Far­fetch Lays Out Big Am­bi­tions

Ceo José Neves said the web could ac­count for more than a quar­ter of the lux­ury mar­ket in a decade.

WWD Digital Daily - - News - BY EVAN CLARK

José Neves is sur­rounded by big num­bers — and they’re get­ting even big­ger.

The founder, chair­man and chief ex­ec­u­tive of­fi­cer of Far­fetch took his com­pany pub­lic in Septem­ber, valu­ing his per­sonal stake at more than $950 mil­lion. The lux­ury plat­form now has $1 bil­lion in cash on hand. And the firm’s third-quar­ter rev­enues ex­pand by 52 per­cent while the num­ber of ac­tive con­sumers in­creased 42 per­cent to 1.2 mil­lion from a year ear­lier. Clearly, that’s not enough.

Neves told an­a­lysts on a con­fer­ence call that the $300 bil­lion global lux­ury mar­ket would grow to $500 bil­lion in the next decade and that on­line sales would make up “at least 25 per­cent of that, maybe 30 per­cent.”

The on­line lux­ury mar­ket rep­re­sents an “in­cre­men­tal op­por­tu­nity of $100 bil­lion in new busi­ness,” he said. “We be­lieve Far­fetch is well po­si­tioned to take the lion’s share of that to­tal ad­dress­able mar­ket.”

He said the com­pany’s busi­ness model was de­signed to be self-re­in­forc­ing as brands come on the plat­form and at­tract more cus­tomers, which in­creases sales and in turn draws more sell­ers.

“This is a pow­er­ful fly wheel,” Neves said, re­fer­ring to on­line lux­ury as a “win­ner takes most in the long run.”

Clearly Neves sees Far­fetch as that win­ner — a point he un­der­scored sev­eral times on the call.

The firm’s third-quar­ter re­port, its first as a pub­lic com­pany, showed just how swiftly it is grow­ing into that vi­sion. Rev­enues rose to $132.2 mil­lion from $86.9 mil­lion.

With topline growth like that, Wall

Street is gen­er­ally will­ing to wait for the bot­tom line to catch up, which it still needs to do. Losses ex­panded to $77.3 mil­lion from $28.2 mil­lion as sell­ing, gen­eral and ad­min­is­tra­tive ex­penses nearly dou­bled to $144.2 mil­lion, par­tic­u­larly in the area of share-based pay­ments.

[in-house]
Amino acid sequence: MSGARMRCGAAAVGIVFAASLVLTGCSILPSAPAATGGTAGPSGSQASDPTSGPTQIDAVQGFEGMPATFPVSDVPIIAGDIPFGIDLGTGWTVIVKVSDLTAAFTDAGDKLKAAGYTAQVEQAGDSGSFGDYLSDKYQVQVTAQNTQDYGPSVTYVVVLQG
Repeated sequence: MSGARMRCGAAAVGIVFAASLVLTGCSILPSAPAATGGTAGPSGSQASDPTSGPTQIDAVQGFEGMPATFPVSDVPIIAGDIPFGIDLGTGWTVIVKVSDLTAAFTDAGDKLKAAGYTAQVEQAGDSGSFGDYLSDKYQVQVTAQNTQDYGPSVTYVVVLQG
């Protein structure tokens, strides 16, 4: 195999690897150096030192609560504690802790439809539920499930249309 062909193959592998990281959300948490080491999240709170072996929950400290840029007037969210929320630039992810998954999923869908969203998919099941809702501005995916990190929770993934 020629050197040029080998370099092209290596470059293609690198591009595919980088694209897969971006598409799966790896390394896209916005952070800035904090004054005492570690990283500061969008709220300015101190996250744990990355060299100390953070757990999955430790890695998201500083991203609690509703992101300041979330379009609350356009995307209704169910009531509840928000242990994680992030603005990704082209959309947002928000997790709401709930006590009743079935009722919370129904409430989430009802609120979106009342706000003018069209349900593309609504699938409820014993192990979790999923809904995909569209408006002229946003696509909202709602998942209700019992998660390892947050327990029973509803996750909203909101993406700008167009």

The gross mer­chan­dise value of the goods sold through the plat­form for the quar­ter rose 53 per­cent, to $310 mil­lion, which Neves said was about twice the rate of the on­line lux­ury mar­ket.

Far­fetch has drawn the in­ter­est of in­vestors, in­clud­ing the likes of Ker­ing and Chanel, by sit­ting at the lu­cra­tive point be­tween brand and fi­nal con­sumer. And it’s do­ing ev­ery­thing to stay there. The busi­ness high­lights for the quar­ter in­cluded:

• The ad­di­tion of Moschino, Vic­to­ria

Beck­ham and Tory Burch and a larger bou­tique net­work with new part­ners from Rus­sia and Es­to­nia.

• The launch of Har­vey Ni­chols as the

plat­form’s first depart­ment store part­ner.

• A part­ner­ship with Dover Street Mar­ket, which is known for its ex­per­tise in fine jew­elry.

Far­fetch’s growth has not been ab­so­lute. As the num­ber of or­ders in­creased 54.9 per­cent, to 662.5 mil­lion in the third quar­ter, the third-quar­ter aver­age or­der value slipped to $584.60 from $605.20 a year ear­lier.

For the fourth quar­ter, Far­fetch boosted its pro­jected gross mer­chan­dise value to a range of $435 mil­lion to $445 mil­lion, higher than pre­vi­ous es­ti­mates.

Neves said Far­fetch with the IPO closed chap­ter one of its story and is now mov­ing on to a very am­bi­tious chap­ter two.

Far­fetch ceo José Neves and board mem­ber Na­talie Massenet at the New York Stock Ex­change dur­ing Far­fetch’s IPO.

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